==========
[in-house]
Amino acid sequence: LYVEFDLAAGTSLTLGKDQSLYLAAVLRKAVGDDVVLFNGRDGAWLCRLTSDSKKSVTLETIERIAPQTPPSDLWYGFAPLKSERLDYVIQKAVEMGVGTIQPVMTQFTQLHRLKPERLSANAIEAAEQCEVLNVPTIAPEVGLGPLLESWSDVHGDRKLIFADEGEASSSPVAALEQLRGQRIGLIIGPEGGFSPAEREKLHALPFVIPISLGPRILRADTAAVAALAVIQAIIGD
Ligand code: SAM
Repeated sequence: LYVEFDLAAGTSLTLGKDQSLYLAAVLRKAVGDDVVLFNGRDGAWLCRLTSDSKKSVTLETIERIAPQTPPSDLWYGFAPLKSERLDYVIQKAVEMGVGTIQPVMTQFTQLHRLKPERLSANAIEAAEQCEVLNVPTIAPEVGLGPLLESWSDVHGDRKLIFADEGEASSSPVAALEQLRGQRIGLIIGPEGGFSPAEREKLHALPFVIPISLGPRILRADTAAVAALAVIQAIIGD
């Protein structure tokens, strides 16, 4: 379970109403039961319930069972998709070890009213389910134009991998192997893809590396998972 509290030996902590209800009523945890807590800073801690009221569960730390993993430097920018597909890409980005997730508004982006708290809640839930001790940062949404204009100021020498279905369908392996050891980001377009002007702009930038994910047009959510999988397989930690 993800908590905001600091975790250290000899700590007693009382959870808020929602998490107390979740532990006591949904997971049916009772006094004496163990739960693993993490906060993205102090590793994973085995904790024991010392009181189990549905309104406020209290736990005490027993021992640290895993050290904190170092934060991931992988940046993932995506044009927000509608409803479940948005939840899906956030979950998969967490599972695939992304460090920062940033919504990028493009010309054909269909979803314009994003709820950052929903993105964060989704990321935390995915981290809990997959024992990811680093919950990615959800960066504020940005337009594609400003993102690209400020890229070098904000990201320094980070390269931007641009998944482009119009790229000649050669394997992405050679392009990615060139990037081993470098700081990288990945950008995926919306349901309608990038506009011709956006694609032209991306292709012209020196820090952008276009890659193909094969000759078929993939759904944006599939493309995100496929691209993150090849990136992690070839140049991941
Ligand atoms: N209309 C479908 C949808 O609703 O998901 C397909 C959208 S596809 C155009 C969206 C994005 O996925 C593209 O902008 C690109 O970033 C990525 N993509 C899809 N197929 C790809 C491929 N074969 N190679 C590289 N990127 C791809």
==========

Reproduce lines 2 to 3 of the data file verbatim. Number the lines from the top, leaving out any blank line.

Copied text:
Amino acid sequence: LYVEFDLAAGTSLTLGKDQSLYLAAVLRKAVGDDVVLFNGRDGAWLCRLTSDSKKSVTLETIERIAPQTPPSDLWYGFAPLKSERLDYVIQKAVEMGVGTIQPVMTQFTQLHRLKPERLSANAIEAAEQCEVLNVPTIAPEVGLGPLLESWSDVHGDRKLIFADEGEASSSPVAALEQLRGQRIGLIIGPEGGFSPAEREKLHALPFVIPISLGPRILRADTAAVAALAVIQAIIGD
Ligand code: SAM